Analyzing the Effectiveness of Wellness Resources Provided for Medical School Students




Rama, Kush
Patel, Pooja
Adhikari, Pratichha
Ziller, Rynn


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Background: There exists well-documented evidence demonstrating that physicians and medical school students practicing preventative lifestyles are more likely to promote prevention to their patients, which is especially important given the escalation of chronic conditions in the United States. The arduous nature of medical school challenges the student’s ability to initiate or sustain healthy lifestyle habits even with the various resources available. Several interventions have been created to address medical student wellness; however, there remains a discrepancy in the literature regarding the effectiveness of these resources long-term. Student burnout, which is defined as emotional exhaustion, is still a prevalent issue in the medical profession. Medical schools must emphasize the importance of program evaluations to address the issues that contribute to poor medical student wellbeing.

Goal:To create a simple and inexpensive survey that can track the effectiveness of wellness resources that medical students use over the long-term.

Methods: A survey that could be implemented at a single point in time or a yearly fashion was developed. The survey was created to collect information on wellbeing markers, resources used, and basic demographic information. The wellness questionnaires used were the WHO-5 Wellbeing Index, Modified Maslach Burnout Inventory (M-MBI), International Physical Activity Questionnaire Short Form (IPAQ-SF), Single Item Sleepy Quality Scale (SQS), and the nutritional questionnaire section from the American Association of Family Medicine’s (AAFP) Lifestyle Assessment Form. The effectiveness of the wellness resources will be assessed in three ways. First, a question will be asked regarding the user’s opinion about the value of the resource to their wellness. Second, the students with poor wellbeing will be identified, and the prevalence of usage of that resource will be documented. Third, the wellbeing markers will be compared to students who use the resource versus students who do not use the resource. Propensity score matching will be used to reduce the confounding variables associated with demographic information and academic factors (average grades, amount of time spent studying in a day, etc.). The data will be collected through Qualtrics and analyzed using IBM SPSS Version 29.0.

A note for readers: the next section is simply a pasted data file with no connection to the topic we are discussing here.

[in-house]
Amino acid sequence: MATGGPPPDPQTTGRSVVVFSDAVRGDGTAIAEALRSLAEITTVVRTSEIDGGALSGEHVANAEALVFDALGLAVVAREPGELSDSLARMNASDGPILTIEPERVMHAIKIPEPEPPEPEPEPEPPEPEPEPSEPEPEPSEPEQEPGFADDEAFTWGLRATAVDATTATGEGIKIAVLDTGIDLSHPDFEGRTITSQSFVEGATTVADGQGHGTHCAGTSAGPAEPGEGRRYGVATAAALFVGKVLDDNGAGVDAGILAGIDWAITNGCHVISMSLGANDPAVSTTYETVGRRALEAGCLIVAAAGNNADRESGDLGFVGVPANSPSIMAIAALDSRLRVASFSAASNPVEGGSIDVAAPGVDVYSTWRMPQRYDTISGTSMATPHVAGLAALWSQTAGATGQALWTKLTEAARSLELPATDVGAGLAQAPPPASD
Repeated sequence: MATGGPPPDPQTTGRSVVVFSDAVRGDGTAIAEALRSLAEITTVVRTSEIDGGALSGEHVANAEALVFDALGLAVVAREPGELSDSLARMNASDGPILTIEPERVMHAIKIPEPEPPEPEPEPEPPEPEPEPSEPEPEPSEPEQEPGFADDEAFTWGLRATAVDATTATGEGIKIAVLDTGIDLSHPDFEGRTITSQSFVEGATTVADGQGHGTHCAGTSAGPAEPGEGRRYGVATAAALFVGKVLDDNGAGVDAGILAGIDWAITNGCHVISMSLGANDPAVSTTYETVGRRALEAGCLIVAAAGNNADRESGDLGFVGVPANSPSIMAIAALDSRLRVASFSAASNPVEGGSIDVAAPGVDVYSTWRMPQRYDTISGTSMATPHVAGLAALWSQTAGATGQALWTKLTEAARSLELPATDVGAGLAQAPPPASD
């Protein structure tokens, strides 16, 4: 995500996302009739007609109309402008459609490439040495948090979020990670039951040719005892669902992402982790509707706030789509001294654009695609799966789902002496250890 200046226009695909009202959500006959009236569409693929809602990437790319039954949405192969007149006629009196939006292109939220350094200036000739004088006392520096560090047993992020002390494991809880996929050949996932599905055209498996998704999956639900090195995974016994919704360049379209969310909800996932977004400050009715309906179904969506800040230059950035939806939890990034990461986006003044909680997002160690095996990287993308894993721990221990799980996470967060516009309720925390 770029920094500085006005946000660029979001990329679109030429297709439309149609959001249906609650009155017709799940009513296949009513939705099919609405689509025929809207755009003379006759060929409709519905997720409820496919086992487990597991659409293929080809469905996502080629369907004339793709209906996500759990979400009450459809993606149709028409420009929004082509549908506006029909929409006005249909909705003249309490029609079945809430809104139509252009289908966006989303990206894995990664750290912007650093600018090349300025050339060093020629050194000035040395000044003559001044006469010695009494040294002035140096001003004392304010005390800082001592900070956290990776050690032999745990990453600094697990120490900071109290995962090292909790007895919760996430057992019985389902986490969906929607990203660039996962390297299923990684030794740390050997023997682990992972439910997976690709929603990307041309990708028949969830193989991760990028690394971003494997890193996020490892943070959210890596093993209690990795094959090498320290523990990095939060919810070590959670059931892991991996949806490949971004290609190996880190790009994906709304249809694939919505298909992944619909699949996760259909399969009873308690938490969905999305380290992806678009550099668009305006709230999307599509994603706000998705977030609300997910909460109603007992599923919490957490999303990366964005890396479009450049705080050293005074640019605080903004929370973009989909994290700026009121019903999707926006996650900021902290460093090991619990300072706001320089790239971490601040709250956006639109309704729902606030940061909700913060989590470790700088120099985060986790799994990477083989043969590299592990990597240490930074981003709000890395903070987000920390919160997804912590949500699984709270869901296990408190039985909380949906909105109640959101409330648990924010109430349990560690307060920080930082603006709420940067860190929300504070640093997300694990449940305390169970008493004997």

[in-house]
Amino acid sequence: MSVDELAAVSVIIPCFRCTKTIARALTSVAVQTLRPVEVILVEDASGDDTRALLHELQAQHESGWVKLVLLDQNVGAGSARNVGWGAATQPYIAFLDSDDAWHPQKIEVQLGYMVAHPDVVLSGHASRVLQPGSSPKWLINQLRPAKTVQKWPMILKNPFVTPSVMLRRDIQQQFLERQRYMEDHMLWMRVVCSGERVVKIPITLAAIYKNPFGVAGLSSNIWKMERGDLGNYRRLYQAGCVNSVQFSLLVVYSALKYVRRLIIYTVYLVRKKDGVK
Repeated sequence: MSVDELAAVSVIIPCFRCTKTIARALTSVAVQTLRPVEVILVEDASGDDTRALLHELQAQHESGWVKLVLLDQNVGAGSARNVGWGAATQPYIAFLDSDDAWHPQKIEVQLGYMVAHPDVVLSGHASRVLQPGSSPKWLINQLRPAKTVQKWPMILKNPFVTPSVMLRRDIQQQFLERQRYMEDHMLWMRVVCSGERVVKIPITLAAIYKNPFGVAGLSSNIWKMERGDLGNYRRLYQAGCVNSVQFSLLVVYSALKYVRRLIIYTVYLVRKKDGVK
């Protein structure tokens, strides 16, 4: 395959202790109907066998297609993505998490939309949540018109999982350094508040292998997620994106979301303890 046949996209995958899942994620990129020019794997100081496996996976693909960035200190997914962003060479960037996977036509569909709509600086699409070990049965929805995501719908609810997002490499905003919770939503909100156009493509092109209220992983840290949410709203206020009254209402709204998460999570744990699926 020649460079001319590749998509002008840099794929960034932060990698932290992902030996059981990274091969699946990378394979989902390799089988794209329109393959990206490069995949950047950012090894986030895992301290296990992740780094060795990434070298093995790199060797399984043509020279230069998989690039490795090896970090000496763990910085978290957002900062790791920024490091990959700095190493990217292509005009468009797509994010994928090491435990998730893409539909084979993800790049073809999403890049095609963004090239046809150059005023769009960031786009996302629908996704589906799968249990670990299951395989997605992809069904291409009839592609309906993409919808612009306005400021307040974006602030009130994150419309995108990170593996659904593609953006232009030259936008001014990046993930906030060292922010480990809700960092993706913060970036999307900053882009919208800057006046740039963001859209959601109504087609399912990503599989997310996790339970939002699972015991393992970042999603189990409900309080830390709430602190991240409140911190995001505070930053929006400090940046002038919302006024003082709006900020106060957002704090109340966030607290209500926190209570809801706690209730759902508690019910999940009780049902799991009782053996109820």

The first round of the survey will be distributed to first- and second-year medical students between the dates of February 1st -15th. Subjects will be recruited through verbal announcements at the end of mandatory lectures.

Discussion and Future Implications: Due to the numerous wellness programs at medical schools, it can be difficult to assess their efficacy because of the time and resources needed. The survey design is built to help medical schools track the performance of their wellness resources in a quick and affordable manner. The data from this survey can help guide decisions about how medical schools can improve the quality of their wellness resources. It is important for medical schools to continue to evaluate their wellness initiatives over the long-term so that they can adapt to the evolving needs of their students.